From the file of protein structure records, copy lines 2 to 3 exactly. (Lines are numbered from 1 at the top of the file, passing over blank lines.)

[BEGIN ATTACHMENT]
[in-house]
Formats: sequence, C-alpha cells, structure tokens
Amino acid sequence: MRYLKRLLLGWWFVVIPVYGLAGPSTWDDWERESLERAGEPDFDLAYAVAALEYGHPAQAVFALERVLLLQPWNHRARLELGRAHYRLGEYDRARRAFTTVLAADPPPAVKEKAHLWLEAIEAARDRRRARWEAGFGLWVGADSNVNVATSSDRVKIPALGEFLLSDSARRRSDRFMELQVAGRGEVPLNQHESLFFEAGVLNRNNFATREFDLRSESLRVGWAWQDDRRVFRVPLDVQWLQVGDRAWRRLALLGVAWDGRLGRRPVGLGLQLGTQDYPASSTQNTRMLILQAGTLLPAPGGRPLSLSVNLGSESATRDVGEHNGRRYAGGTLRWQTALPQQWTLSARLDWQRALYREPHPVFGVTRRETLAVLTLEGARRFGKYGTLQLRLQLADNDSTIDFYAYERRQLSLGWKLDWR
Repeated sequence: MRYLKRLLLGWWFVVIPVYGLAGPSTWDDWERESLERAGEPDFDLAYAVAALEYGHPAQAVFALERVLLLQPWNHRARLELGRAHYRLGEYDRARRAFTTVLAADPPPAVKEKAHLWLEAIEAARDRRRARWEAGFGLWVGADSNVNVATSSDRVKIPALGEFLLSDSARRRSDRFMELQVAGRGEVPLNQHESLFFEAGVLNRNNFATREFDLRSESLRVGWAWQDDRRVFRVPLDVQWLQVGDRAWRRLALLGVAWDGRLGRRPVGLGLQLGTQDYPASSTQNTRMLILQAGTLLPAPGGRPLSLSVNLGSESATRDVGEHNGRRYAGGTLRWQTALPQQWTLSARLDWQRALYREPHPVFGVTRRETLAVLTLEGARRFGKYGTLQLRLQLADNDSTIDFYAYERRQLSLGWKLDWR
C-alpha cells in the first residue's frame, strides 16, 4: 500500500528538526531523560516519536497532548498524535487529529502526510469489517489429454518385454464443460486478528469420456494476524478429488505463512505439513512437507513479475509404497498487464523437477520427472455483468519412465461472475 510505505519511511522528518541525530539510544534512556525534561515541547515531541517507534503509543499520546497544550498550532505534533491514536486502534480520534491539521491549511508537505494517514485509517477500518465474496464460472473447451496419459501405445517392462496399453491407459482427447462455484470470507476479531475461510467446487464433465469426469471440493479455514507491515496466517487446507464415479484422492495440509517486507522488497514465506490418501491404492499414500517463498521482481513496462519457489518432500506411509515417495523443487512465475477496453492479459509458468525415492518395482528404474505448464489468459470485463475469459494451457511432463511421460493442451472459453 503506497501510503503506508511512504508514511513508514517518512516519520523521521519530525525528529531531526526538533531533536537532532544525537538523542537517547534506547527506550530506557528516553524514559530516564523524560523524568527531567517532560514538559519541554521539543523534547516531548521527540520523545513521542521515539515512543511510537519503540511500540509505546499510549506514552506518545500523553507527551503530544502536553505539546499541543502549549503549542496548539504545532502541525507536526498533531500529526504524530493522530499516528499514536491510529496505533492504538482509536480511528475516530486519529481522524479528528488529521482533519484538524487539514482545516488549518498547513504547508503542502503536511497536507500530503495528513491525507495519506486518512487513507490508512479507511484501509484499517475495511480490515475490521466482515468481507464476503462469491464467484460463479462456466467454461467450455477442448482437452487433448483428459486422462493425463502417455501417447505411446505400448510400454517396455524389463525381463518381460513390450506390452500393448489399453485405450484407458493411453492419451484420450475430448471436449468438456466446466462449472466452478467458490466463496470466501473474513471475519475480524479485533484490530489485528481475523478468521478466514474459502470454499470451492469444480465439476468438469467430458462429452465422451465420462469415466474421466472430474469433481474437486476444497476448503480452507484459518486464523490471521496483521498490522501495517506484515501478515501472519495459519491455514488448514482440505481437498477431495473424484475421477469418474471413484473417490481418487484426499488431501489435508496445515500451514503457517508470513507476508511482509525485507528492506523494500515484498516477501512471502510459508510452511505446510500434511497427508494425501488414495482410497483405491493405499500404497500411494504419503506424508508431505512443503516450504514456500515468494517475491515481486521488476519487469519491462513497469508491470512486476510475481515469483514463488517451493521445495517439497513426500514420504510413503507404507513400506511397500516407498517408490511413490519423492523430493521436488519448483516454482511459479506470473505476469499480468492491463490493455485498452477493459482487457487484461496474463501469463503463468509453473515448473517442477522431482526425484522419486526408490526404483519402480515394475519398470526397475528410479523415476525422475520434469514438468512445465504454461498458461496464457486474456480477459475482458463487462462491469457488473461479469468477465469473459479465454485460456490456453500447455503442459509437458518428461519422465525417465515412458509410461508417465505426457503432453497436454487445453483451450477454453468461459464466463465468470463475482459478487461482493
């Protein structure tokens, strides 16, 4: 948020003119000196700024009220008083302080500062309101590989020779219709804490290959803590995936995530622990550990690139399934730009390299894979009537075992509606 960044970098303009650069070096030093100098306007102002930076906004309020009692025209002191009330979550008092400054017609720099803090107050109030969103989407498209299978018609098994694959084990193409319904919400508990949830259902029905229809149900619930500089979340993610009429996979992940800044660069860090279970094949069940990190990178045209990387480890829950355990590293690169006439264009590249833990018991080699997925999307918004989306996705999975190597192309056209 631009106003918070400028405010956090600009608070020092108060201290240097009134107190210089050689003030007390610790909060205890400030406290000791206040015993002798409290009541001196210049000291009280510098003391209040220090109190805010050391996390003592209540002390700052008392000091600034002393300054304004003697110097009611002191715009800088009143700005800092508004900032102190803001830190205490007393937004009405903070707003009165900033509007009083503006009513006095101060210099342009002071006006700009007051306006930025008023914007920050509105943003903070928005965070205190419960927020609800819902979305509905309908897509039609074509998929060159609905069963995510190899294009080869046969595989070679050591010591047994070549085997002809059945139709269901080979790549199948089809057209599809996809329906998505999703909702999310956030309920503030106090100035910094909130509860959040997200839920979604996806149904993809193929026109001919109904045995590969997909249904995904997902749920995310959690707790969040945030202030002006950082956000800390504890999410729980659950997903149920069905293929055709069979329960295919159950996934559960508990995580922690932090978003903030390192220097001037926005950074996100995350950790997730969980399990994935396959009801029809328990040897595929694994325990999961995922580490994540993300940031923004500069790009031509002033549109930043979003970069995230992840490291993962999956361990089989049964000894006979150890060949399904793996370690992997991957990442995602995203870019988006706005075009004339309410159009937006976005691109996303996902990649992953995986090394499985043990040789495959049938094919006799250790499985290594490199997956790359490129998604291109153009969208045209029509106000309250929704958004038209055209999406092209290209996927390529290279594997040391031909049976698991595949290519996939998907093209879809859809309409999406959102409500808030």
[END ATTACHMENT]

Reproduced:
Formats: sequence, C-alpha cells, structure tokens
Amino acid sequence: MRYLKRLLLGWWFVVIPVYGLAGPSTWDDWERESLERAGEPDFDLAYAVAALEYGHPAQAVFALERVLLLQPWNHRARLELGRAHYRLGEYDRARRAFTTVLAADPPPAVKEKAHLWLEAIEAARDRRRARWEAGFGLWVGADSNVNVATSSDRVKIPALGEFLLSDSARRRSDRFMELQVAGRGEVPLNQHESLFFEAGVLNRNNFATREFDLRSESLRVGWAWQDDRRVFRVPLDVQWLQVGDRAWRRLALLGVAWDGRLGRRPVGLGLQLGTQDYPASSTQNTRMLILQAGTLLPAPGGRPLSLSVNLGSESATRDVGEHNGRRYAGGTLRWQTALPQQWTLSARLDWQRALYREPHPVFGVTRRETLAVLTLEGARRFGKYGTLQLRLQLADNDSTIDFYAYERRQLSLGWKLDWR